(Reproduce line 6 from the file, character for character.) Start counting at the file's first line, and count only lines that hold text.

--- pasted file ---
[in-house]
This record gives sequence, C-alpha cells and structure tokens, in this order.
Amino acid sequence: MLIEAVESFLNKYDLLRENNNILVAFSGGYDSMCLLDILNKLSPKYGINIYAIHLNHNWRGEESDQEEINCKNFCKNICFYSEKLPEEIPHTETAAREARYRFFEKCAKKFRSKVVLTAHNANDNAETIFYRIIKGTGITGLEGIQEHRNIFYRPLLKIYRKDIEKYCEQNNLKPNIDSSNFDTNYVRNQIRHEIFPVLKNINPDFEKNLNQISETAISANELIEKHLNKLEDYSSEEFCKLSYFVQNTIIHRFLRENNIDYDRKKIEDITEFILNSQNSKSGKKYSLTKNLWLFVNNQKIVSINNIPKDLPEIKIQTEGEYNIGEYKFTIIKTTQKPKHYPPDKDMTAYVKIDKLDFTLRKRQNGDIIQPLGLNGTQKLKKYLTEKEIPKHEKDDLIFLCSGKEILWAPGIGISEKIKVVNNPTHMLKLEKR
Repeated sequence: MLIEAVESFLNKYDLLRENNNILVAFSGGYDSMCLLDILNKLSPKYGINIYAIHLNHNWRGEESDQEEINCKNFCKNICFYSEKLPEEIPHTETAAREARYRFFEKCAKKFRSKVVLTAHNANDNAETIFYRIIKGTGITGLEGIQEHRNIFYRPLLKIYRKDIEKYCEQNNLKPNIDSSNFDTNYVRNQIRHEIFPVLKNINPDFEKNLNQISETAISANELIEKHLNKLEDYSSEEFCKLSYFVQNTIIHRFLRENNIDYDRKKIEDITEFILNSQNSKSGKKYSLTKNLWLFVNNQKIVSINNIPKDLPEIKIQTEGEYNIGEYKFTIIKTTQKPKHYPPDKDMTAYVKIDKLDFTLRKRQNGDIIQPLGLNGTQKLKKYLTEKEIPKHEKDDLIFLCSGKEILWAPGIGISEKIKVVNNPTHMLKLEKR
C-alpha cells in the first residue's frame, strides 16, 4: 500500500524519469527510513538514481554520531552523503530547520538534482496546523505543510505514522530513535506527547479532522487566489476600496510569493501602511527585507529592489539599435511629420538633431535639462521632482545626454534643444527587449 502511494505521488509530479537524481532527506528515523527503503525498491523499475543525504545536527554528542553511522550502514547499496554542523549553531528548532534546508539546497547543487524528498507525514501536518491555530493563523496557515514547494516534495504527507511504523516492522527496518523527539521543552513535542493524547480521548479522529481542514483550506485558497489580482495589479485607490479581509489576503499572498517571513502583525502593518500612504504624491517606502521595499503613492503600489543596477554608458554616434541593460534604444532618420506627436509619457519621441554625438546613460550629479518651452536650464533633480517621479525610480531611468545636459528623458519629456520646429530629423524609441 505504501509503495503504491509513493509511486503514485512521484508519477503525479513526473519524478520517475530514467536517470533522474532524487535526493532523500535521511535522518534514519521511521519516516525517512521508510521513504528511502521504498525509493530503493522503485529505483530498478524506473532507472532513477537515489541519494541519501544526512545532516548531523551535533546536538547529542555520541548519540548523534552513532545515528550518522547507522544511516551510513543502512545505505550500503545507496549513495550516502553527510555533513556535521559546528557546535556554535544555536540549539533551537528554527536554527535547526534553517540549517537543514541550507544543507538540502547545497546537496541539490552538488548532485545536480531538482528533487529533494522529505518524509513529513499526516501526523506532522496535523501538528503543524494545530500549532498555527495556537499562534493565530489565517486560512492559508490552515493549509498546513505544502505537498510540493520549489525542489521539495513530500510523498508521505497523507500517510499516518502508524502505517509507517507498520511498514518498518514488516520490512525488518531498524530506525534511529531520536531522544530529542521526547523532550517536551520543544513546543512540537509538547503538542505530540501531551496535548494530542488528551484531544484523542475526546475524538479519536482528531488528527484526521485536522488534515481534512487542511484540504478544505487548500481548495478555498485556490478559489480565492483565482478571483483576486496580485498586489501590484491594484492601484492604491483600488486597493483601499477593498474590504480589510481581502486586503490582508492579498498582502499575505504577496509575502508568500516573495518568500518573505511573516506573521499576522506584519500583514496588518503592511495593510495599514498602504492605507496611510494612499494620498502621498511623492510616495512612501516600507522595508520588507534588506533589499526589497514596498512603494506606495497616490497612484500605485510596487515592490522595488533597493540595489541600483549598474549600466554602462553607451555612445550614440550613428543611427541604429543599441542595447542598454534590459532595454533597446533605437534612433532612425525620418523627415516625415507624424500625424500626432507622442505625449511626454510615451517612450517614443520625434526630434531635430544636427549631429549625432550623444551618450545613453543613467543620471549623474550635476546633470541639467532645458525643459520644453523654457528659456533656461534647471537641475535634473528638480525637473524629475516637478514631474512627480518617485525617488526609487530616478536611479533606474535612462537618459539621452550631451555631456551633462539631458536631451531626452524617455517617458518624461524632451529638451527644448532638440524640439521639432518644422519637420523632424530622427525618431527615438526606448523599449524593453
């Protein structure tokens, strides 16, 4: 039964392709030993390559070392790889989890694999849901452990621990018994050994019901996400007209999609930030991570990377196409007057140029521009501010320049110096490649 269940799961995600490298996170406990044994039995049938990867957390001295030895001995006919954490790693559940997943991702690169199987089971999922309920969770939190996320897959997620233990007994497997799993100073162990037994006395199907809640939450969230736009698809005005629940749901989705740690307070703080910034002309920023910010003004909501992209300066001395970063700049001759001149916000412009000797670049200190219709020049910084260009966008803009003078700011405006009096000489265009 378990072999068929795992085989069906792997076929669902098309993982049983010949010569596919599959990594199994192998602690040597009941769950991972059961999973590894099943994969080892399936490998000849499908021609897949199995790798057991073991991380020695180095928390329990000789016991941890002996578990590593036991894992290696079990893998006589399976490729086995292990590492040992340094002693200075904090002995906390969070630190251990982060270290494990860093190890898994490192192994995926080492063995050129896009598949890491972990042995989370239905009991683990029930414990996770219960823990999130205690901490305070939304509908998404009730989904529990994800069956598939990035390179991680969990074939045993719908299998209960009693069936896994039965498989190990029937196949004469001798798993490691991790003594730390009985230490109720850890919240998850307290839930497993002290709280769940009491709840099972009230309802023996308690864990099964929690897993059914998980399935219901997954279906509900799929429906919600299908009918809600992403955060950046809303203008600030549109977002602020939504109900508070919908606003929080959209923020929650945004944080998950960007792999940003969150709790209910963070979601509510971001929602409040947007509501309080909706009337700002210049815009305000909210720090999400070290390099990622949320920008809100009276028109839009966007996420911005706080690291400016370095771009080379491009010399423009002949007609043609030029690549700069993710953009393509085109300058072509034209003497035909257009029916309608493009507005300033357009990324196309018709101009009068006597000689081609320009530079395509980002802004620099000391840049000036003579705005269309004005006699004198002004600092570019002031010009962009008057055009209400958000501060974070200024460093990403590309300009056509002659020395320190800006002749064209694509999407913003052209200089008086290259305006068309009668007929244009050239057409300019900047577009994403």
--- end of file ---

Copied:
């Protein structure tokens, strides 16, 4: 039964392709030993390559070392790889989890694999849901452990621990018994050994019901996400007209999609930030991570990377196409007057140029521009501010320049110096490649 269940799961995600490298996170406990044994039995049938990867957390001295030895001995006919954490790693559940997943991702690169199987089971999922309920969770939190996320897959997620233990007994497997799993100073162990037994006395199907809640939450969230736009698809005005629940749901989705740690307070703080910034002309920023910010003004909501992209300066001395970063700049001759001149916000412009000797670049200190219709020049910084260009966008803009003078700011405006009096000489265009 378990072999068929795992085989069906792997076929669902098309993982049983010949010569596919599959990594199994192998602690040597009941769950991972059961999973590894099943994969080892399936490998000849499908021609897949199995790798057991073991991380020695180095928390329990000789016991941890002996578990590593036991894992290696079990893998006589399976490729086995292990590492040992340094002693200075904090002995906390969070630190251990982060270290494990860093190890898994490192192994995926080492063995050129896009598949890491972990042995989370239905009991683990029930414990996770219960823990999130205690901490305070939304509908998404009730989904529990994800069956598939990035390179991680969990074939045993719908299998209960009693069936896994039965498989190990029937196949004469001798798993490691991790003594730390009985230490109720850890919240998850307290839930497993002290709280769940009491709840099972009230309802023996308690864990099964929690897993059914998980399935219901997954279906509900799929429906919600299908009918809600992403955060950046809303203008600030549109977002602020939504109900508070919908606003929080959209923020929650945004944080998950960007792999940003969150709790209910963070979601509510971001929602409040947007509501309080909706009337700002210049815009305000909210720090999400070290390099990622949320920008809100009276028109839009966007996420911005706080690291400016370095771009080379491009010399423009002949007609043609030029690549700069993710953009393509085109300058072509034209003497035909257009029916309608493009507005300033357009990324196309018709101009009068006597000689081609320009530079395509980002802004620099000391840049000036003579705005269309004005006699004198002004600092570019002031010009962009008057055009209400958000501060974070200024460093990403590309300009056509002659020395320190800006002749064209694509999407913003052209200089008086290259305006068309009668007929244009050239057409300019900047577009994403």